Bax: Symphony No. 6; Into the Twilight; Summer Music

Our rating 
5.0 out of 5 star rating 5.0

WORKS: Symphony No. 6; Into the Twilight; Summer Music
PERFORMER: Royal Scottish NO/David Lloyd-Jones
CATALOGUE NO: 8.557144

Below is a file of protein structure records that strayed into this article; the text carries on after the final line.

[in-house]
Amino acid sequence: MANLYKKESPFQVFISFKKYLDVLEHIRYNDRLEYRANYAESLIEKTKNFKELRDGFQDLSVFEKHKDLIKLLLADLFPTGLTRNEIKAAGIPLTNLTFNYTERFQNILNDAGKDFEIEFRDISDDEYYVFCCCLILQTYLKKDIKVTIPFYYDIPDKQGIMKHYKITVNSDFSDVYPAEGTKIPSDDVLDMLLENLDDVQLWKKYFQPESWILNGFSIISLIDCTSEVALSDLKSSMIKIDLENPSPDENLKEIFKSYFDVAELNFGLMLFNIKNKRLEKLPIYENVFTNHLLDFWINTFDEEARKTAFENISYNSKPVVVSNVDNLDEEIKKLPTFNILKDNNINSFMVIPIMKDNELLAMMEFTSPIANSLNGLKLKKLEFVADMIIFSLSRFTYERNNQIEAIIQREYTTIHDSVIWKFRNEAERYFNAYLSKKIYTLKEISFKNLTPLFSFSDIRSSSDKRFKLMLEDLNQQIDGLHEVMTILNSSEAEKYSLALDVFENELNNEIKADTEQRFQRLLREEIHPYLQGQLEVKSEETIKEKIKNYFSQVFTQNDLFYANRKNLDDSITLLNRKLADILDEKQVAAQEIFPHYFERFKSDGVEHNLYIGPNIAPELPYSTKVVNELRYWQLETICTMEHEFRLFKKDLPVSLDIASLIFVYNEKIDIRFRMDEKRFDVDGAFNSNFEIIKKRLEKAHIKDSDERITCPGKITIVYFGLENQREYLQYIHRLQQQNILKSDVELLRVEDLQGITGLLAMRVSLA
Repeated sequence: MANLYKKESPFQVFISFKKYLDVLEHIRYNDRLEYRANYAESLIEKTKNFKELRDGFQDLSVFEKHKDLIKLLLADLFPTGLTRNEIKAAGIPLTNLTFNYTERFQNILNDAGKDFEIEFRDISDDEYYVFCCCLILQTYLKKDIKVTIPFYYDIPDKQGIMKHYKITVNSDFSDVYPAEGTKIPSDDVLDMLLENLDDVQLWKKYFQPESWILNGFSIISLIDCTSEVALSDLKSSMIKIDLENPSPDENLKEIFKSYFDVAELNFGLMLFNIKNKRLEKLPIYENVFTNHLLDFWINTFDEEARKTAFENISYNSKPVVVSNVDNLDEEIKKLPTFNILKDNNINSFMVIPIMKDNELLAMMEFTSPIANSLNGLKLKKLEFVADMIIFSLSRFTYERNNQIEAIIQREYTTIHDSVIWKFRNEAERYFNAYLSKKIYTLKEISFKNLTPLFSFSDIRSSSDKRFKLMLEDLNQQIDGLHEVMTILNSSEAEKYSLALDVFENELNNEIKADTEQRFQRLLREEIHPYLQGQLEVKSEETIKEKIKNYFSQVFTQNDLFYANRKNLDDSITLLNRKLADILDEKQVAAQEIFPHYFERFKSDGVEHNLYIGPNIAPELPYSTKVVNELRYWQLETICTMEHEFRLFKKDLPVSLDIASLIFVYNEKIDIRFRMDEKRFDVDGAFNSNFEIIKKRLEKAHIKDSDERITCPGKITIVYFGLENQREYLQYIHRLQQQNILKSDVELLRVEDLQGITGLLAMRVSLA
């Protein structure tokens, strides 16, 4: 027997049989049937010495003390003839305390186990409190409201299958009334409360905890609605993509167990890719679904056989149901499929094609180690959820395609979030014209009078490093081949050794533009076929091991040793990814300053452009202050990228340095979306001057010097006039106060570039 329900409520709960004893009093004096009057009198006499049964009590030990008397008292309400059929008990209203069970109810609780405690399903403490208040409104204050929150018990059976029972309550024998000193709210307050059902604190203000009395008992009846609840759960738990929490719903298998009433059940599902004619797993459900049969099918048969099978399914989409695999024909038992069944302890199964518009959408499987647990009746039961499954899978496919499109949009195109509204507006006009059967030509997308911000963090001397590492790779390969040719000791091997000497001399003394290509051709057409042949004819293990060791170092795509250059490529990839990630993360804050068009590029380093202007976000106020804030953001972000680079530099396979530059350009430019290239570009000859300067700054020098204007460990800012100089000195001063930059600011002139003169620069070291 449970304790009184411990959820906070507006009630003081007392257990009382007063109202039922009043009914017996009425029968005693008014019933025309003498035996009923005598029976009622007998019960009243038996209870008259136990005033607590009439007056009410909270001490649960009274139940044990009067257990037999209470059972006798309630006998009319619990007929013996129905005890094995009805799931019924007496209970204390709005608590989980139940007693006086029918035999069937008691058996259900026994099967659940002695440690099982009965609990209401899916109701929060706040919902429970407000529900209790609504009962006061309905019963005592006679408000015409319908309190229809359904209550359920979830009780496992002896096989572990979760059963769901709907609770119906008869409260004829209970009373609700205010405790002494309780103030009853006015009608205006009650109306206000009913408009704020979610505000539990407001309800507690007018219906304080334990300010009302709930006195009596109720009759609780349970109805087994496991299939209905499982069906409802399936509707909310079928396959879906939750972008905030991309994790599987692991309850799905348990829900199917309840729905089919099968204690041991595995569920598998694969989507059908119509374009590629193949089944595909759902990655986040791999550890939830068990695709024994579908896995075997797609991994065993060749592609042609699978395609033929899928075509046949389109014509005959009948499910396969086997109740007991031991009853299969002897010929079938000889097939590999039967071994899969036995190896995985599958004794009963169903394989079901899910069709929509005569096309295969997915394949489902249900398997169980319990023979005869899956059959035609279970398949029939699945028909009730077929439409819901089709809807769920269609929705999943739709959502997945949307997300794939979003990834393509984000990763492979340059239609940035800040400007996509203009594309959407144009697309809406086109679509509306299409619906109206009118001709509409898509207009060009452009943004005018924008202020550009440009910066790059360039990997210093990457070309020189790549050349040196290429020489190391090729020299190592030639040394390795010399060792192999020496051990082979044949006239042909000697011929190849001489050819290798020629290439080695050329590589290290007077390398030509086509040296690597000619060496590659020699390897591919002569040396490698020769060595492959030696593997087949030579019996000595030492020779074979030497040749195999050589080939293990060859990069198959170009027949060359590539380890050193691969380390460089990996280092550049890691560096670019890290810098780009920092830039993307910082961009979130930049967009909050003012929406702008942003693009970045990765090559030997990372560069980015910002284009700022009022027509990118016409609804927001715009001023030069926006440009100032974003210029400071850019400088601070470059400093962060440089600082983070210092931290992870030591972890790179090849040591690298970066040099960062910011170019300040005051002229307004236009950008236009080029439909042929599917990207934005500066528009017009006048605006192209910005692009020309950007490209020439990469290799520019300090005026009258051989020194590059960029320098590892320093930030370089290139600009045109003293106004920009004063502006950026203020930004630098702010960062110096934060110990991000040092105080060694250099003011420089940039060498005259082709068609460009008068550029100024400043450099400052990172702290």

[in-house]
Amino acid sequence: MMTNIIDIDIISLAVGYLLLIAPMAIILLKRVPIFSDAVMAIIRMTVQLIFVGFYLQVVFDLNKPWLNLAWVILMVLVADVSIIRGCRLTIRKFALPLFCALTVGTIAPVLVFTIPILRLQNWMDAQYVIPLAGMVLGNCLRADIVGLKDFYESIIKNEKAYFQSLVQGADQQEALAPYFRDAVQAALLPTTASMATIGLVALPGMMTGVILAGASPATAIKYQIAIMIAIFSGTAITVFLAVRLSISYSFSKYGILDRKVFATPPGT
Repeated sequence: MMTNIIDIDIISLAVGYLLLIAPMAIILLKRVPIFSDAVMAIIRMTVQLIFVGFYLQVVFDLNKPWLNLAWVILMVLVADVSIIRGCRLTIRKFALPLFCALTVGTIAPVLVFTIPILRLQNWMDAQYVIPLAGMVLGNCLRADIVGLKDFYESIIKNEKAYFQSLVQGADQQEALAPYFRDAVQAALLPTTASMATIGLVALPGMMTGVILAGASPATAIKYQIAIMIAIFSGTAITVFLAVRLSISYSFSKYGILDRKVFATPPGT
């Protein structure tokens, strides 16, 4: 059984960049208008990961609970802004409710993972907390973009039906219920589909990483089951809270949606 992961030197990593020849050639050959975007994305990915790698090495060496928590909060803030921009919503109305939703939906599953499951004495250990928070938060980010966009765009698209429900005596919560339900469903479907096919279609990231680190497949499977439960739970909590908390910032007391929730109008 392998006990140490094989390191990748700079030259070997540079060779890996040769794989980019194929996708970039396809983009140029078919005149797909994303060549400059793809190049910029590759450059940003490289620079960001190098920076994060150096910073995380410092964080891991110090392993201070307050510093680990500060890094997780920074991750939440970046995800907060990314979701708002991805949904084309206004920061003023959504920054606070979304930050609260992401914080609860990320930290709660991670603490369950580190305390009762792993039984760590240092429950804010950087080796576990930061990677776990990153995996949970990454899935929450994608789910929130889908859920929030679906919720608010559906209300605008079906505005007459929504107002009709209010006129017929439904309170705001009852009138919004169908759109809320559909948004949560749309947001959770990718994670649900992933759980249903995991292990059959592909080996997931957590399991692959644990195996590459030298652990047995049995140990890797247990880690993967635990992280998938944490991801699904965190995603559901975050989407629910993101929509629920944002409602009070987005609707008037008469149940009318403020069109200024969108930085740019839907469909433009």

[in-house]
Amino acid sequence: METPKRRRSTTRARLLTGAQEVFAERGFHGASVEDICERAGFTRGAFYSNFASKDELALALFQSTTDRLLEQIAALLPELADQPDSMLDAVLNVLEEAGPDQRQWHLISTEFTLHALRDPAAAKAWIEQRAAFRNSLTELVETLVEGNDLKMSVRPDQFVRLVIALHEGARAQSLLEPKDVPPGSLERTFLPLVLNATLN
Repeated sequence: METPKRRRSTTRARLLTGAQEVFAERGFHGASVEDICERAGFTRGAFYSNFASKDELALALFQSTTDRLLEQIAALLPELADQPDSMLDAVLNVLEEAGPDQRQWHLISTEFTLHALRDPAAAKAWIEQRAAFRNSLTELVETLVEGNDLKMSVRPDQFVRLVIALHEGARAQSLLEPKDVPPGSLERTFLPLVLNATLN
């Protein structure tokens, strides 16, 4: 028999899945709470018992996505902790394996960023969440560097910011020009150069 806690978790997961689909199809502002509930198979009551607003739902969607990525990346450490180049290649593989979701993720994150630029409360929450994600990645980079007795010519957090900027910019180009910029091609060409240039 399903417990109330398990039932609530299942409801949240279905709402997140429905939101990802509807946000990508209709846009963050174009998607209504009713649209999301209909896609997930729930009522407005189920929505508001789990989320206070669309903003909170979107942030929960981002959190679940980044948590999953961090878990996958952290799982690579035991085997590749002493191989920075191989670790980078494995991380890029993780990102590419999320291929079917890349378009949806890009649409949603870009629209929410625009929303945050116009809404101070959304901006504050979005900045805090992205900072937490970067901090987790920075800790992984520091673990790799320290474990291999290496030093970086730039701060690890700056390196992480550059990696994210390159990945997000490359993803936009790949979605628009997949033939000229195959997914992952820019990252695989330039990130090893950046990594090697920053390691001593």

Strange how Bax still polarises opinions. His fans insist that he is one of the greatest symphonists of the 20th century; his detractors dismiss him as a wallowing, sentimental rhapsodiser, incapable of sustaining a cogent argument. I think both sides protest too much. Yes, you can sometimes end up wondering where Bax thinks he’s going (if anywhere), and the basic musical material isn’t always very distinguished – both reservations apply to the ‘symphonic picture’ Into the Twilight, the loose-limbed offshoot of an abandoned operatic project. But beside that you have the Sixth Symphony: full of the kind of sumptuous orchestral fantasy that makes the best works so attractive, but with a sustained strength of purpose unlike any of the other symphonies. David Lloyd-Jones and the Royal Scottish National Orchestra balance those two crucial sides of this work better than in any other version I’ve heard. Perhaps Bryden Thomson on Chandos takes the more obviously loving approach, but his version is also proof that you can love this music too much. By keeping at least one hand on the reins, Lloyd-Jones makes a compelling case for Bax as a real symphonist – capable of dreaming without letting himself get fatally distracted. The recording has a slight hardness of tone, but for balanced clarity it beats the Chandos by a fair margin. There’s just one tiny puzzle: Lloyd-Jones tells us he removed a tambourine part in the slow movement (track 2) for perfectly sound editorial reasons. So why, in this recording, is it still there? Stephen Johnson